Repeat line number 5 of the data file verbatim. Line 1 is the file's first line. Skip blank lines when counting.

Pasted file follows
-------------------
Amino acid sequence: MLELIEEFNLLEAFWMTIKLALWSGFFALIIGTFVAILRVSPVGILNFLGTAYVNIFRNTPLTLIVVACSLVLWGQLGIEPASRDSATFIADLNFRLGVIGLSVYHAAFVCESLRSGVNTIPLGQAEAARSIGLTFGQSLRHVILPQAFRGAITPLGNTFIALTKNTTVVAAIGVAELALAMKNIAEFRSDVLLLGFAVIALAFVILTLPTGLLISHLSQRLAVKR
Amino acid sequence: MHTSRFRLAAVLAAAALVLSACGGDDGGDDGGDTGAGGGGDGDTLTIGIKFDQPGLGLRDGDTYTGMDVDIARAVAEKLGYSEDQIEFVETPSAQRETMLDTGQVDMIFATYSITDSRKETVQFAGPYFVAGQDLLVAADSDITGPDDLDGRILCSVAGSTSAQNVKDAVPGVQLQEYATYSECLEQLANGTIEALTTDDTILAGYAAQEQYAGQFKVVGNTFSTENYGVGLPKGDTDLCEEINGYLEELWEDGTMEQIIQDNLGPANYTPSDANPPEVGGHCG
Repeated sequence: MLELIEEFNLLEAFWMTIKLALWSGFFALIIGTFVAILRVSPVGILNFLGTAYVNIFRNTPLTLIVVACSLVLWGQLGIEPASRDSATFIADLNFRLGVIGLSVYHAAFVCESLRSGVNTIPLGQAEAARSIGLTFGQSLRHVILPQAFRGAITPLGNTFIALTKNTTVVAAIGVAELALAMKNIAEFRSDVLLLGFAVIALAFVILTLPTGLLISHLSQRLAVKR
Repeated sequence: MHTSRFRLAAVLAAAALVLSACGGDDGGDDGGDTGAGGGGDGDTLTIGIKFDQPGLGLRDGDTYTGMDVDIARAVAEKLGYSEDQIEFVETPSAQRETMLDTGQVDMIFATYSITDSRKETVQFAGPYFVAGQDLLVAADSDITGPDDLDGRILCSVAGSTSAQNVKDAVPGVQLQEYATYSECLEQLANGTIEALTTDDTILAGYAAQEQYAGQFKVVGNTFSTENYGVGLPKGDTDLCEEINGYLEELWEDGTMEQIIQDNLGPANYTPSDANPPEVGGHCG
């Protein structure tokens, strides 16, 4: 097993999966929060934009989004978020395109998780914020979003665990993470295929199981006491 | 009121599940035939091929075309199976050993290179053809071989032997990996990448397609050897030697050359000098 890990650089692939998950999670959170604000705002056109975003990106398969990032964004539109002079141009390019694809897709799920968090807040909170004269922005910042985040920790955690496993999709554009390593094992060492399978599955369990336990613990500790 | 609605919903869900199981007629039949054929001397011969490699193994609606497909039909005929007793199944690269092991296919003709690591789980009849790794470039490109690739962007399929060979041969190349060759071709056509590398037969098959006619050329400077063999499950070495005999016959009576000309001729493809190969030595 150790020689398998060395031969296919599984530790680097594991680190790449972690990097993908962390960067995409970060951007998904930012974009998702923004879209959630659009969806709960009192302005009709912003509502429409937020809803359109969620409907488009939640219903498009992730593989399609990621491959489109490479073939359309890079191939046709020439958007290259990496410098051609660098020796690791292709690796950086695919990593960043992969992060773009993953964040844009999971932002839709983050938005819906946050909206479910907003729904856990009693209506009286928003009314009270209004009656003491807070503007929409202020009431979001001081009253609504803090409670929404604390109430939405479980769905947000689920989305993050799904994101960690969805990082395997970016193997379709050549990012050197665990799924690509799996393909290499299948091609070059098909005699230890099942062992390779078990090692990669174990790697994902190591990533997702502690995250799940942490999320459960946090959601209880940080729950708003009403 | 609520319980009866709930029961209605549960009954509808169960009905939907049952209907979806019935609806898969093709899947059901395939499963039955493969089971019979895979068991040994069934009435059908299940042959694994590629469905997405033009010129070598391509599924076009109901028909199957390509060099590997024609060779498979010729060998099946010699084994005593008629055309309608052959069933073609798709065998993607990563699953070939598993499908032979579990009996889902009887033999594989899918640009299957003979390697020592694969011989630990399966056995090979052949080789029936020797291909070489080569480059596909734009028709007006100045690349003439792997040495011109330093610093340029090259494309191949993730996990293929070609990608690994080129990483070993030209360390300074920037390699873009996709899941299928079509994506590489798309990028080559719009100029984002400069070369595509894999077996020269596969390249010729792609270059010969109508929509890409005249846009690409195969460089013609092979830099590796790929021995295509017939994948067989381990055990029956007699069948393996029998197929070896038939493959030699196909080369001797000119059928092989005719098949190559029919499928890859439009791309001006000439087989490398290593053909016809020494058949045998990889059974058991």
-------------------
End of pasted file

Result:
């Protein structure tokens, strides 16, 4: 097993999966929060934009989004978020395109998780914020979003665990993470295929199981006491 | 009121599940035939091929075309199976050993290179053809071989032997990996990448397609050897030697050359000098 890990650089692939998950999670959170604000705002056109975003990106398969990032964004539109002079141009390019694809897709799920968090807040909170004269922005910042985040920790955690496993999709554009390593094992060492399978599955369990336990613990500790 | 609605919903869900199981007629039949054929001397011969490699193994609606497909039909005929007793199944690269092991296919003709690591789980009849790794470039490109690739962007399929060979041969190349060759071709056509590398037969098959006619050329400077063999499950070495005999016959009576000309001729493809190969030595 150790020689398998060395031969296919599984530790680097594991680190790449972690990097993908962390960067995409970060951007998904930012974009998702923004879209959630659009969806709960009192302005009709912003509502429409937020809803359109969620409907488009939640219903498009992730593989399609990621491959489109490479073939359309890079191939046709020439958007290259990496410098051609660098020796690791292709690796950086695919990593960043992969992060773009993953964040844009999971932002839709983050938005819906946050909206479910907003729904856990009693209506009286928003009314009270209004009656003491807070503007929409202020009431979001001081009253609504803090409670929404604390109430939405479980769905947000689920989305993050799904994101960690969805990082395997970016193997379709050549990012050197665990799924690509799996393909290499299948091609070059098909005699230890099942062992390779078990090692990669174990790697994902190591990533997702502690995250799940942490999320459960946090959601209880940080729950708003009403 | 609520319980009866709930029961209605549960009954509808169960009905939907049952209907979806019935609806898969093709899947059901395939499963039955493969089971019979895979068991040994069934009435059908299940042959694994590629469905997405033009010129070598391509599924076009109901028909199957390509060099590997024609060779498979010729060998099946010699084994005593008629055309309608052959069933073609798709065998993607990563699953070939598993499908032979579990009996889902009887033999594989899918640009299957003979390697020592694969011989630990399966056995090979052949080789029936020797291909070489080569480059596909734009028709007006100045690349003439792997040495011109330093610093340029090259494309191949993730996990293929070609990608690994080129990483070993030209360390300074920037390699873009996709899941299928079509994506590489798309990028080559719009100029984002400069070369595509894999077996020269596969390249010729792609270059010969109508929509890409005249846009690409195969460089013609092979830099590796790929021995295509017939994948067989381990055990029956007699069948393996029998197929070896038939493959030699196909080369001797000119059928092989005719098949190559029919499928890859439009791309001006000439087989490398290593053909016809020494058949045998990889059974058991």